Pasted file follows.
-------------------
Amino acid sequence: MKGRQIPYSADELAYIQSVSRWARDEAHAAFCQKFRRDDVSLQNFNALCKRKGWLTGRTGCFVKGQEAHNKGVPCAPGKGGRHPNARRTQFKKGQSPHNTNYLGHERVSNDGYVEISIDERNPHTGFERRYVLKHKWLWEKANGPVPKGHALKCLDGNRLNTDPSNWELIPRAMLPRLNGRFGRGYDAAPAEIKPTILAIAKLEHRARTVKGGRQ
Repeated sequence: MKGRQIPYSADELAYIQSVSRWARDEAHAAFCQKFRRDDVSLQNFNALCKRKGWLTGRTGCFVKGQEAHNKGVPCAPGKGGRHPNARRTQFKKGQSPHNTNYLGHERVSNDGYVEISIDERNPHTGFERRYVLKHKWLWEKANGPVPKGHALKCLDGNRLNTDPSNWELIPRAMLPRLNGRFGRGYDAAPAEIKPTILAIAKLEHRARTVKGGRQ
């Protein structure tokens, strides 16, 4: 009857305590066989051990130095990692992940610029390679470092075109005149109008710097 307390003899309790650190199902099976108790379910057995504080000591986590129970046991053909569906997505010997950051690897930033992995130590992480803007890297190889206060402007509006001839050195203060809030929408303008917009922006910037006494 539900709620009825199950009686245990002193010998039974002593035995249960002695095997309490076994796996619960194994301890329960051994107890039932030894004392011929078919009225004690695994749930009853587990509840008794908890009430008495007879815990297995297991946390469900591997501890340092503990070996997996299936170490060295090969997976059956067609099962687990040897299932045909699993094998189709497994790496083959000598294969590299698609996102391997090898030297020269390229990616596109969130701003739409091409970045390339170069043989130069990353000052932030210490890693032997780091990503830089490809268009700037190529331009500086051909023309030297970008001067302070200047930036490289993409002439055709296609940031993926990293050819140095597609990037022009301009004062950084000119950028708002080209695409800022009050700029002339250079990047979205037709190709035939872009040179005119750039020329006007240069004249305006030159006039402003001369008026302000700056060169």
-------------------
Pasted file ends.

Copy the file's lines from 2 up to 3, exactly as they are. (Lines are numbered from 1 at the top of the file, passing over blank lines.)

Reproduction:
Repeated sequence: MKGRQIPYSADELAYIQSVSRWARDEAHAAFCQKFRRDDVSLQNFNALCKRKGWLTGRTGCFVKGQEAHNKGVPCAPGKGGRHPNARRTQFKKGQSPHNTNYLGHERVSNDGYVEISIDERNPHTGFERRYVLKHKWLWEKANGPVPKGHALKCLDGNRLNTDPSNWELIPRAMLPRLNGRFGRGYDAAPAEIKPTILAIAKLEHRARTVKGGRQ
């Protein structure tokens, strides 16, 4: 009857305590066989051990130095990692992940610029390679470092075109005149109008710097 307390003899309790650190199902099976108790379910057995504080000591986590129970046991053909569906997505010997950051690897930033992995130590992480803007890297190889206060402007509006001839050195203060809030929408303008917009922006910037006494 539900709620009825199950009686245990002193010998039974002593035995249960002695095997309490076994796996619960194994301890329960051994107890039932030894004392011929078919009225004690695994749930009853587990509840008794908890009430008495007879815990297995297991946390469900591997501890340092503990070996997996299936170490060295090969997976059956067609099962687990040897299932045909699993094998189709497994790496083959000598294969590299698609996102391997090898030297020269390229990616596109969130701003739409091409970045390339170069043989130069990353000052932030210490890693032997780091990503830089490809268009700037190529331009500086051909023309030297970008001067302070200047930036490289993409002439055709296609940031993926990293050819140095597609990037022009301009004062950084000119950028708002080209695409800022009050700029002339250079990047979205037709190709035939872009040179005119750039020329006007240069004249305006030159006039402003001369008026302000700056060169």